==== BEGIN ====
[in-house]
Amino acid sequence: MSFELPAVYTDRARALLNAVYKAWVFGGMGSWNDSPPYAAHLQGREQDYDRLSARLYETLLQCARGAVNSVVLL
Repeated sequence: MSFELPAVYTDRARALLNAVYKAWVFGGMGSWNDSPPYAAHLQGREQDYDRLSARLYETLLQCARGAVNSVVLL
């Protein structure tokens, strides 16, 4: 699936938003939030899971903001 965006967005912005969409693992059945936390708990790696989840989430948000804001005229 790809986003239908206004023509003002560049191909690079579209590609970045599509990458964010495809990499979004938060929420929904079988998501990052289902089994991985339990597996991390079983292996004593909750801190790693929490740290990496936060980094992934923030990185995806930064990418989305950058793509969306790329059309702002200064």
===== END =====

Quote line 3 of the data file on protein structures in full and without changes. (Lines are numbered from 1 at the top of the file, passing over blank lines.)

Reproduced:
Repeated sequence: MSFELPAVYTDRARALLNAVYKAWVFGGMGSWNDSPPYAAHLQGREQDYDRLSARLYETLLQCARGAVNSVVLL